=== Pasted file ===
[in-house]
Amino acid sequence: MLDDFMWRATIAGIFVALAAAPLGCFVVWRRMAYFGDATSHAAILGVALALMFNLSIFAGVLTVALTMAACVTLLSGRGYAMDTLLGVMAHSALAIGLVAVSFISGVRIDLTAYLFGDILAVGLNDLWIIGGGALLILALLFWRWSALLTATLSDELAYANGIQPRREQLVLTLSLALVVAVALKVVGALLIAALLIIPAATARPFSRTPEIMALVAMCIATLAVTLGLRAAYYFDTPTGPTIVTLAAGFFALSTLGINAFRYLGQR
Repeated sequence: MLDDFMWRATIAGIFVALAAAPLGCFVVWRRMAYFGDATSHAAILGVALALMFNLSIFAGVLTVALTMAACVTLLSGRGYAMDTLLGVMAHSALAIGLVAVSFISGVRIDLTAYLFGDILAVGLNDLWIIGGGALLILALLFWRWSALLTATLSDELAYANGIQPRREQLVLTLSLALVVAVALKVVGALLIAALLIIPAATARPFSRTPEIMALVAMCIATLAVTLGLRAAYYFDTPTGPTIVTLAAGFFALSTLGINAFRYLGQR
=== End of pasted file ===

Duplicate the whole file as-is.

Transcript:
[in-house]
Amino acid sequence: MLDDFMWRATIAGIFVALAAAPLGCFVVWRRMAYFGDATSHAAILGVALALMFNLSIFAGVLTVALTMAACVTLLSGRGYAMDTLLGVMAHSALAIGLVAVSFISGVRIDLTAYLFGDILAVGLNDLWIIGGGALLILALLFWRWSALLTATLSDELAYANGIQPRREQLVLTLSLALVVAVALKVVGALLIAALLIIPAATARPFSRTPEIMALVAMCIATLAVTLGLRAAYYFDTPTGPTIVTLAAGFFALSTLGINAFRYLGQR
Repeated sequence: MLDDFMWRATIAGIFVALAAAPLGCFVVWRRMAYFGDATSHAAILGVALALMFNLSIFAGVLTVALTMAACVTLLSGRGYAMDTLLGVMAHSALAIGLVAVSFISGVRIDLTAYLFGDILAVGLNDLWIIGGGALLILALLFWRWSALLTATLSDELAYANGIQPRREQLVLTLSLALVVAVALKVVGALLIAALLIIPAATARPFSRTPEIMALVAMCIATLAVTLGLRAAYYFDTPTGPTIVTLAAGFFALSTLGINAFRYLGQR